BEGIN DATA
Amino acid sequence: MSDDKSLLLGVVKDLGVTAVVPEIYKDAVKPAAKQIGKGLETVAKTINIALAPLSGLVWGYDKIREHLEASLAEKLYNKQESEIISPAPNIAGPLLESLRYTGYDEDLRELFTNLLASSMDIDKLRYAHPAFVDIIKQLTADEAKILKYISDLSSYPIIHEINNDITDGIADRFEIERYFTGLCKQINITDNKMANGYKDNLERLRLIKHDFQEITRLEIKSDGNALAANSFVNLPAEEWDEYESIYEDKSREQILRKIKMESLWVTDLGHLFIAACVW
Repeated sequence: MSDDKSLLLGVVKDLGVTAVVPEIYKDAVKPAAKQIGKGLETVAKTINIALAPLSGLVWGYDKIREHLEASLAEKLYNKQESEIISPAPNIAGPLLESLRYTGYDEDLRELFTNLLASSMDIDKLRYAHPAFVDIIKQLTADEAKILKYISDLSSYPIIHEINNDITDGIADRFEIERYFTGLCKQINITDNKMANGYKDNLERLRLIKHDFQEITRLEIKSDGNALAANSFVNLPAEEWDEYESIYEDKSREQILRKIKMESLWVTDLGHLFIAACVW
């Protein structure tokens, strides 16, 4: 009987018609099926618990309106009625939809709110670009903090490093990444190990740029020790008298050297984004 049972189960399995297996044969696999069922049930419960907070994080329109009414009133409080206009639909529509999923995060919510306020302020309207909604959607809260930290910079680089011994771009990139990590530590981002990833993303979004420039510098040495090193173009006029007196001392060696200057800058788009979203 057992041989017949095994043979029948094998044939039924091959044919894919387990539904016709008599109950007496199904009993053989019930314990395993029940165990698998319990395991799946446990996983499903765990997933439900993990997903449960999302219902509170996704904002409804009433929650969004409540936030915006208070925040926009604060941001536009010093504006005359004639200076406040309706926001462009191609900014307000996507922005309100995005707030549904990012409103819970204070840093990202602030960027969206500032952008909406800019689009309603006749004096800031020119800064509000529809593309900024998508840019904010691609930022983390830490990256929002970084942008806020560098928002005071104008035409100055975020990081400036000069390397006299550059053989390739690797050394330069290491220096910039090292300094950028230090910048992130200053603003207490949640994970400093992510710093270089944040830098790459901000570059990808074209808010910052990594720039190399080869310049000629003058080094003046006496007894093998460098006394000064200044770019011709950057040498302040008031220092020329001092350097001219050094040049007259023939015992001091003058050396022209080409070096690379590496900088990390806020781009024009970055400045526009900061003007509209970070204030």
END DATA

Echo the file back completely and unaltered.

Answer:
Amino acid sequence: MSDDKSLLLGVVKDLGVTAVVPEIYKDAVKPAAKQIGKGLETVAKTINIALAPLSGLVWGYDKIREHLEASLAEKLYNKQESEIISPAPNIAGPLLESLRYTGYDEDLRELFTNLLASSMDIDKLRYAHPAFVDIIKQLTADEAKILKYISDLSSYPIIHEINNDITDGIADRFEIERYFTGLCKQINITDNKMANGYKDNLERLRLIKHDFQEITRLEIKSDGNALAANSFVNLPAEEWDEYESIYEDKSREQILRKIKMESLWVTDLGHLFIAACVW
Repeated sequence: MSDDKSLLLGVVKDLGVTAVVPEIYKDAVKPAAKQIGKGLETVAKTINIALAPLSGLVWGYDKIREHLEASLAEKLYNKQESEIISPAPNIAGPLLESLRYTGYDEDLRELFTNLLASSMDIDKLRYAHPAFVDIIKQLTADEAKILKYISDLSSYPIIHEINNDITDGIADRFEIERYFTGLCKQINITDNKMANGYKDNLERLRLIKHDFQEITRLEIKSDGNALAANSFVNLPAEEWDEYESIYEDKSREQILRKIKMESLWVTDLGHLFIAACVW
């Protein structure tokens, strides 16, 4: 009987018609099926618990309106009625939809709110670009903090490093990444190990740029020790008298050297984004 049972189960399995297996044969696999069922049930419960907070994080329109009414009133409080206009639909529509999923995060919510306020302020309207909604959607809260930290910079680089011994771009990139990590530590981002990833993303979004420039510098040495090193173009006029007196001392060696200057800058788009979203 057992041989017949095994043979029948094998044939039924091959044919894919387990539904016709008599109950007496199904009993053989019930314990395993029940165990698998319990395991799946446990996983499903765990997933439900993990997903449960999302219902509170996704904002409804009433929650969004409540936030915006208070925040926009604060941001536009010093504006005359004639200076406040309706926001462009191609900014307000996507922005309100995005707030549904990012409103819970204070840093990202602030960027969206500032952008909406800019689009309603006749004096800031020119800064509000529809593309900024998508840019904010691609930022983390830490990256929002970084942008806020560098928002005071104008035409100055975020990081400036000069390397006299550059053989390739690797050394330069290491220096910039090292300094950028230090910048992130200053603003207490949640994970400093992510710093270089944040830098790459901000570059990808074209808010910052990594720039190399080869310049000629003058080094003046006496007894093998460098006394000064200044770019011709950057040498302040008031220092020329001092350097001219050094040049007259023939015992001091003058050396022209080409070096690379590496900088990390806020781009024009970055400045526009900061003007509209970070204030």